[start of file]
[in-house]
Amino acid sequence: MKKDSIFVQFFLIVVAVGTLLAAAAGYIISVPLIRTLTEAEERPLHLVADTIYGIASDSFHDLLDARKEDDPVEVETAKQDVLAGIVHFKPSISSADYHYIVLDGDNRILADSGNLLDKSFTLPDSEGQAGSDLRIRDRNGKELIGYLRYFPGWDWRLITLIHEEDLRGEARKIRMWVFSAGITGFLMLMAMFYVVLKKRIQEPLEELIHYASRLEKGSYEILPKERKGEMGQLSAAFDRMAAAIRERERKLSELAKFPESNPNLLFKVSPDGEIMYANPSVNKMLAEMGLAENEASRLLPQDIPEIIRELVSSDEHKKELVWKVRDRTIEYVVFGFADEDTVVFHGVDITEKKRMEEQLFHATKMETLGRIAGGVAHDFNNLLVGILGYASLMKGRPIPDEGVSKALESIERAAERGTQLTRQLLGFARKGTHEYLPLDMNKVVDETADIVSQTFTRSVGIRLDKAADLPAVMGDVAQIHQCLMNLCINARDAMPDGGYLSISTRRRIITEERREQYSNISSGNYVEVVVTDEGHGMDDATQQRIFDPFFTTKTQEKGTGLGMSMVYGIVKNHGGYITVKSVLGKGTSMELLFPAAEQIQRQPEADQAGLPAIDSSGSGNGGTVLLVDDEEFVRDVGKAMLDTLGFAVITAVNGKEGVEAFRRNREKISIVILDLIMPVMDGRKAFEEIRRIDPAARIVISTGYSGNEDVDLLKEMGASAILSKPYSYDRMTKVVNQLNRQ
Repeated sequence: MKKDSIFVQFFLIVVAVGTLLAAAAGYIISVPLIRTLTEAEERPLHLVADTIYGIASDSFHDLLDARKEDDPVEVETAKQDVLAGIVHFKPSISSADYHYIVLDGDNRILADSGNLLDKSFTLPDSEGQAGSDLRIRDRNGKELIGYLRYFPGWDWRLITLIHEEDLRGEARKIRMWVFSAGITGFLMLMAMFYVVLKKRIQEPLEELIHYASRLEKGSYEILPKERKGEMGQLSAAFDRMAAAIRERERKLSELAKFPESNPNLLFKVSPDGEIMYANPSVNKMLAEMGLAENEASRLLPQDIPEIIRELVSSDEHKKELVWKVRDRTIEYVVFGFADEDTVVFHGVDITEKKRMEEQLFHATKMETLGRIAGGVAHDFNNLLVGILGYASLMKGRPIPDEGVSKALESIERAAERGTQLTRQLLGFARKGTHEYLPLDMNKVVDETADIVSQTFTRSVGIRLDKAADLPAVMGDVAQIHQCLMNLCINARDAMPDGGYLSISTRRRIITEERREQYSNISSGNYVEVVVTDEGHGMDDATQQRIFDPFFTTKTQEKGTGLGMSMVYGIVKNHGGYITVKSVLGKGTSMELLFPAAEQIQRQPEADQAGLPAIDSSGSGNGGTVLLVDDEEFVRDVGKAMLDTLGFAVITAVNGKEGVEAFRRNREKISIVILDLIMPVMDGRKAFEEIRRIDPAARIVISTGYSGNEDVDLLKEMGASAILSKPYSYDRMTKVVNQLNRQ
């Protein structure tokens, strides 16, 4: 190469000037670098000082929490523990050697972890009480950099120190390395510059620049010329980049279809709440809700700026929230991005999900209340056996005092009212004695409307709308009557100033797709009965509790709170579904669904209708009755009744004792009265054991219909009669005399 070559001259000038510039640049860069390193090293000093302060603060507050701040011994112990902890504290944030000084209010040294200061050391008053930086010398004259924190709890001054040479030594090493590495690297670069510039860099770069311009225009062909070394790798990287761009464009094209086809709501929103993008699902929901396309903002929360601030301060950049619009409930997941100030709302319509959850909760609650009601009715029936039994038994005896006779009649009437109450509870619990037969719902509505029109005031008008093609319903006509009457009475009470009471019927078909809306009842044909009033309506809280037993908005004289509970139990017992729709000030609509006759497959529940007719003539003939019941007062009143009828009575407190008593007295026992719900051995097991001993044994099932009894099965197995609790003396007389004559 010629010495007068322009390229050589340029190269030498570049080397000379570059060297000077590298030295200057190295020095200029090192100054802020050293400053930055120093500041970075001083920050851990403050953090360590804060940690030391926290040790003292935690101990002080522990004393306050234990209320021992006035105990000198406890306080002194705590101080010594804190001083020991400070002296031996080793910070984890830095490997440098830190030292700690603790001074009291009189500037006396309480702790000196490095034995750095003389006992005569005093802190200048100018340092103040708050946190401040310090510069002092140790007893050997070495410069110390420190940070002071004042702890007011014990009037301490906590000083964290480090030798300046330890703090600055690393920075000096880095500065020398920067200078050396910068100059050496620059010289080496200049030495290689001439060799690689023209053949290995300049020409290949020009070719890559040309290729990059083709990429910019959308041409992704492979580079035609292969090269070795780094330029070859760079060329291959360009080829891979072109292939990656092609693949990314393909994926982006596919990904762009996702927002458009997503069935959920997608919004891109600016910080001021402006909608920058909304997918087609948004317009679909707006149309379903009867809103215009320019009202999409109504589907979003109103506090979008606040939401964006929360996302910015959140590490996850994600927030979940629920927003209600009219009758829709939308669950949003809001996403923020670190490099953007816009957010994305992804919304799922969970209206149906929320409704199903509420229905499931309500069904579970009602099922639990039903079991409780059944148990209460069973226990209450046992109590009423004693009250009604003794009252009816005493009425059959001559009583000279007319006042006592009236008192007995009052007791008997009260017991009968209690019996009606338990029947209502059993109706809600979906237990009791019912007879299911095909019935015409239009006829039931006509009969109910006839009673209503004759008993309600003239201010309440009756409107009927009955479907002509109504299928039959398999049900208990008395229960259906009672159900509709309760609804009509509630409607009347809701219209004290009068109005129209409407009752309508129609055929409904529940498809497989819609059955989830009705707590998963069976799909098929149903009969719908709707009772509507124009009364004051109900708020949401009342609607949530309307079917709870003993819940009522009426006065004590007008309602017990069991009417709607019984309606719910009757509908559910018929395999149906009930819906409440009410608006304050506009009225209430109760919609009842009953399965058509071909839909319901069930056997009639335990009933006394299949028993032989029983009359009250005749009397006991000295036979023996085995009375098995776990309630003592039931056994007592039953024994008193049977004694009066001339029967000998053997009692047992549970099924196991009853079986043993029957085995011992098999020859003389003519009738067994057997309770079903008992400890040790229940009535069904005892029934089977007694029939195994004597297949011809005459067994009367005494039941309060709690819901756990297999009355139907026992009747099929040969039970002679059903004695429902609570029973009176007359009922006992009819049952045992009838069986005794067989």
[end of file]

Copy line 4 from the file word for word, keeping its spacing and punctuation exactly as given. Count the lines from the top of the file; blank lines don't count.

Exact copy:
């Protein structure tokens, strides 16, 4: 190469000037670098000082929490523990050697972890009480950099120190390395510059620049010329980049279809709440809700700026929230991005999900209340056996005092009212004695409307709308009557100033797709009965509790709170579904669904209708009755009744004792009265054991219909009669005399 070559001259000038510039640049860069390193090293000093302060603060507050701040011994112990902890504290944030000084209010040294200061050391008053930086010398004259924190709890001054040479030594090493590495690297670069510039860099770069311009225009062909070394790798990287761009464009094209086809709501929103993008699902929901396309903002929360601030301060950049619009409930997941100030709302319509959850909760609650009601009715029936039994038994005896006779009649009437109450509870619990037969719902509505029109005031008008093609319903006509009457009475009470009471019927078909809306009842044909009033309506809280037993908005004289509970139990017992729709000030609509006759497959529940007719003539003939019941007062009143009828009575407190008593007295026992719900051995097991001993044994099932009894099965197995609790003396007389004559 010629010495007068322009390229050589340029190269030498570049080397000379570059060297000077590298030295200057190295020095200029090192100054802020050293400053930055120093500041970075001083920050851990403050953090360590804060940690030391926290040790003292935690101990002080522990004393306050234990209320021992006035105990000198406890306080002194705590101080010594804190001083020991400070002296031996080793910070984890830095490997440098830190030292700690603790001074009291009189500037006396309480702790000196490095034995750095003389006992005569005093802190200048100018340092103040708050946190401040310090510069002092140790007893050997070495410069110390420190940070002071004042702890007011014990009037301490906590000083964290480090030798300046330890703090600055690393920075000096880095500065020398920067200078050396910068100059050496620059010289080496200049030495290689001439060799690689023209053949290995300049020409290949020009070719890559040309290729990059083709990429910019959308041409992704492979580079035609292969090269070795780094330029070859760079060329291959360009080829891979072109292939990656092609693949990314393909994926982006596919990904762009996702927002458009997503069935959920997608919004891109600016910080001021402006909608920058909304997918087609948004317009679909707006149309379903009867809103215009320019009202999409109504589907979003109103506090979008606040939401964006929360996302910015959140590490996850994600927030979940629920927003209600009219009758829709939308669950949003809001996403923020670190490099953007816009957010994305992804919304799922969970209206149906929320409704199903509420229905499931309500069904579970009602099922639990039903079991409780059944148990209460069973226990209450046992109590009423004693009250009604003794009252009816005493009425059959001559009583000279007319006042006592009236008192007995009052007791008997009260017991009968209690019996009606338990029947209502059993109706809600979906237990009791019912007879299911095909019935015409239009006829039931006509009969109910006839009673209503004759008993309600003239201010309440009756409107009927009955479907002509109504299928039959398999049900208990008395229960259906009672159900509709309760609804009509509630409607009347809701219209004290009068109005129209409407009752309508129609055929409904529940498809497989819609059955989830009705707590998963069976799909098929149903009969719908709707009772509507124009009364004051109900708020949401009342609607949530309307079917709870003993819940009522009426006065004590007008309602017990069991009417709607019984309606719910009757509908559910018929395999149906009930819906409440009410608006304050506009009225209430109760919609009842009953399965058509071909839909319901069930056997009639335990009933006394299949028993032989029983009359009250005749009397006991000295036979023996085995009375098995776990309630003592039931056994007592039953024994008193049977004694009066001339029967000998053997009692047992549970099924196991009853079986043993029957085995011992098999020859003389003519009738067994057997309770079903008992400890040790229940009535069904005892029934089977007694029939195994004597297949011809005459067994009367005494039941309060709690819901756990297999009355139907026992009747099929040969039970002679059903004695429902609570029973009176007359009922006992009819049952045992009838069986005794067989």